Why Health Tech still needs evangelising
Andy West explains why Health Tech PR is an essential tool to showcase the power of tech
Emerging industries require consumer, confidence and trust in order to scale successfully, which PR and communications are best placed in each sector to provide.
Technology disrupts every aspect of our world. But nowhere has this impact been more apparent, or more beneficial than in healthcare. It’s not a new phenomenon either. The history of modern science and technology is intimately linked, but it’s a story which has faded over the last 10 years as the world’s eyes turn to new frontiers.
What’s needed is a new story – one with Health Tech at its centre. Hotwire PR has a 16 year heritage in working with technology companies around the world looking to tell such stories – building reputations and driving brand awareness. Our focus is on working with companies who are challenging society’s perception of what’s possible and expanding our horizons.
Doing this requires an ability to turn complex technologies and issues into compelling storylines, which resonate with our clients, their audience and the wider world. It’s about pushing frontiers and showing the world what’s next.
We believe Health Tech is that next frontier – and it’s one we’re passionate about.
Its rapid growth and evolutionary potential will impact and improve lives across the globe, and the growing number of verticals within digital health is already attracting the brightest of entrepreneurs and the most connected investors.
Such a new industry, however, requires education, evangelizing and promotion – especially one growing at such a pace – and this is where we see smart, sophisticated Health Tech PR is essential.
To help map this nascent sector, we have worked alongside the Hot Topics community to draw up a list of the 100 Most Influential People in Health Tech. This list aims to highlight key individuals driving the Health Tech revolution, while also highlighting the challenges they face, the brands, organizations, charities and hospitals they represent, and the future they forsee.
Such information is an essential building block for Health Tech PR to work with – every story needs a hero.
The Case for Communications
Health Tech PR isn’t fluff. It’s an essential tool for showcasing the power technology has to make lives better.
Without stories, we can only ever talk about product benefits in isolation. Stories put a human face on achievements – making the remote seem incredibly accessible.
The opportunity to start a discussion around the benefits of technologies in this space is too great to ignore – the public are becoming more receptive to health initiatives, and are much more engaged in their own vitality and the technology enabling that enables them to learn more about their health.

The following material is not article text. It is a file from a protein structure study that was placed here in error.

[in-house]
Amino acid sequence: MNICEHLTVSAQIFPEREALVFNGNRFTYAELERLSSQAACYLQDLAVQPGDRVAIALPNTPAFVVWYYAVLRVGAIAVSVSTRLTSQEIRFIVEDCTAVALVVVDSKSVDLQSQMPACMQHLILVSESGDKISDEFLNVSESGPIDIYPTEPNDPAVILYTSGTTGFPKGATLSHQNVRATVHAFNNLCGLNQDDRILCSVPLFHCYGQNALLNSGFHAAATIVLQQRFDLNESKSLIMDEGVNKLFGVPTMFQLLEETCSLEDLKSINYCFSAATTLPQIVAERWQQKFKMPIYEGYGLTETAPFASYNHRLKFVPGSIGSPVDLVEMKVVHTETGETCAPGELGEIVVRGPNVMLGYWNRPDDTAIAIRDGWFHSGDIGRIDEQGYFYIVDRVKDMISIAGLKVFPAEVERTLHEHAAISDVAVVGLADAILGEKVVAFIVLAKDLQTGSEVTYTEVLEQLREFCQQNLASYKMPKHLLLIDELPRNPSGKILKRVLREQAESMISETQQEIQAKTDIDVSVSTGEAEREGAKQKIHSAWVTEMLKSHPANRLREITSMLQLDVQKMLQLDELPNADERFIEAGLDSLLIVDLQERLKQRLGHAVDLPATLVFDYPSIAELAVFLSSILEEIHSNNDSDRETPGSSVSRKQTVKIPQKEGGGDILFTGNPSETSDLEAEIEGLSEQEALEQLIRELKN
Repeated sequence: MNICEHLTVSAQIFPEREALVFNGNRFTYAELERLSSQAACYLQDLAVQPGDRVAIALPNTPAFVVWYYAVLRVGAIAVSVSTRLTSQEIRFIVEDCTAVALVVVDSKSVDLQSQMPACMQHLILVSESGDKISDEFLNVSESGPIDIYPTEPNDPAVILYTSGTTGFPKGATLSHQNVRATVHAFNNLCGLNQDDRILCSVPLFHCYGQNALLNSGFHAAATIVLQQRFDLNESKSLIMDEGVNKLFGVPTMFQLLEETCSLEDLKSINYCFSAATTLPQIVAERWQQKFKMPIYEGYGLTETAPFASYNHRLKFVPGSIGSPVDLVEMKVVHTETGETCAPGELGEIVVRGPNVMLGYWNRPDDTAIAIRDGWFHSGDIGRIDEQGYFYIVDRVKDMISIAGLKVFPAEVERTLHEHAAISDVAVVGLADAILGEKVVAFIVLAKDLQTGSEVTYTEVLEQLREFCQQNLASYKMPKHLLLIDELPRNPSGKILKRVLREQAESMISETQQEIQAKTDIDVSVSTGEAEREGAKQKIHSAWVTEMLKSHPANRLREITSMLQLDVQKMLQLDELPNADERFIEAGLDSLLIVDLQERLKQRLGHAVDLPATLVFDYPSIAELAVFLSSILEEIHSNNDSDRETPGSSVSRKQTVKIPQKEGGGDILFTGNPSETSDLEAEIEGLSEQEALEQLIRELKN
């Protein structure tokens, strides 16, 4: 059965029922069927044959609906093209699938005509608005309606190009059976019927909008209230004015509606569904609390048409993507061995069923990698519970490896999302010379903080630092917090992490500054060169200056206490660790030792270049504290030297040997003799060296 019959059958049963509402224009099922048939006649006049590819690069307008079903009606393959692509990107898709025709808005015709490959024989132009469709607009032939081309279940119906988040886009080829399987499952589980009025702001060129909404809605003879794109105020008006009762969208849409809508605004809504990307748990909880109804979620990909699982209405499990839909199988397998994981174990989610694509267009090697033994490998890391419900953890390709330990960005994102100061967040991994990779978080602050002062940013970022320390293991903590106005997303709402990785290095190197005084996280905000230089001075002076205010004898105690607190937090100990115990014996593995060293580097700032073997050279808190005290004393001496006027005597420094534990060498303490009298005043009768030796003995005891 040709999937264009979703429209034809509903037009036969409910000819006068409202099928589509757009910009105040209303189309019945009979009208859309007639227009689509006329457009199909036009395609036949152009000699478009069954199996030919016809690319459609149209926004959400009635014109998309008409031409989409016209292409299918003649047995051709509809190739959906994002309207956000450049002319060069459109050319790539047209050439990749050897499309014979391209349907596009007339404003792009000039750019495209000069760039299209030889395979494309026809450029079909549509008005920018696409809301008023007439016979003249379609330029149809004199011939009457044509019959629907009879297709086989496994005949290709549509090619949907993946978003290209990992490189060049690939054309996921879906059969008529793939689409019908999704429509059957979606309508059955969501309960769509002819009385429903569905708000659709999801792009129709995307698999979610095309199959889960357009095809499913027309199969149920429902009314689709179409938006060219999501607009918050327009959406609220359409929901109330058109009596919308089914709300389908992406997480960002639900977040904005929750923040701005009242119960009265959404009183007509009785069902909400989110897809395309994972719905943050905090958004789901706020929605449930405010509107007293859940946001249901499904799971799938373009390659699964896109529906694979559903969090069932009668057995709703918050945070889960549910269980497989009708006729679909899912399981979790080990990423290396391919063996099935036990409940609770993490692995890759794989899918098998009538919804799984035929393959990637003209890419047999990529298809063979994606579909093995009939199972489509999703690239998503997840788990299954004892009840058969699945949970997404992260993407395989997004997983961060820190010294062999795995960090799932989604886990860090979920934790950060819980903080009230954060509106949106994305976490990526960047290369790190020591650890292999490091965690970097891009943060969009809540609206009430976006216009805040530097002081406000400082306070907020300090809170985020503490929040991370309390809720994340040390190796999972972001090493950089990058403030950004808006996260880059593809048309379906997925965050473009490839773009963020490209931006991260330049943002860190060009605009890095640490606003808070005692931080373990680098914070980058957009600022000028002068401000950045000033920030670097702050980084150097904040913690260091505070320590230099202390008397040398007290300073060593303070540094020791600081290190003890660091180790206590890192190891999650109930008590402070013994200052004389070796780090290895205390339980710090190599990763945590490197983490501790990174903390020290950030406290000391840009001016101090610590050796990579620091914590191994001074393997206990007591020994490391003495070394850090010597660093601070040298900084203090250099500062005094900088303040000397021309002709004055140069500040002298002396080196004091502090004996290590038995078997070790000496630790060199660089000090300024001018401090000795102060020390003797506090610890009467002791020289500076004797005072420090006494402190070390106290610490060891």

This isn’t new. Every industry has had to educate consumers about the benefits they bring and this is a role only communications can play.
But, every story needs focus and an entry point. We can’t simply talk about every minute detail of the industry and expect our audience to care. We need to identify key aspects of Health Tech where consumer understanding is high and use these as a gateway to the sector.
The benefits of wearable technologies are well documented and brands like Fitbit are if not household names, then certainly something people are aware of. We need to start with quick wins like this if we’re to raise awareness of the remarkable potential of technology in the healthcare sector.
Once we’ve earned people’s attention, we can then start to focus on the details – how we address industry challenges such as the security of medical data and the role that data can play in making us all healthier are much easier to understand if our audience has an anchor point to refer to.
This means the aim of anyone working in Health Tech PR is simple – tell the story of why it matters and use this to help grow a commercial market around a healthcare product, service or technology.
Amazing technologies can’t evolve without a reliable market to sustain its growth. Communications has a vital role to play – first through education and then by creating desire.
So what’s next? For fast-growth start-ups, there’s an urgent need to build credibility around their offerings, while established organizations will need elements of brand protection and reputation awareness.
This can’t be siloed by region. Health Tech needs to grow internationally if it’s to survive, which means a consistent message is vital for everyone involved in the sector.
Health Tech foundations are strongest in the US, Western Europe, Australia and New Zealand, and we know companies will focus their early communications here.
There are always going to be degrees of local adaptations, but if we’re to succeed a central message is needed to hang local storylines from. No industry succeeds in isolation, and that’s of true of geography as it is of any other consideration.
The ability to tell a global story on a local level, coupled with an innate understanding of whose opinion matters, means communication agencies are a vital partner for emerging or high growth sectors like Health Tech.
Where Health Tech goes next has the potential to revolutionize the life of millions across the globe. Let’s work together to make it happen.
Blog was originally posted on: http://www.hotwirepr.com/blog/industry/health-tech-still-needs-evangelising/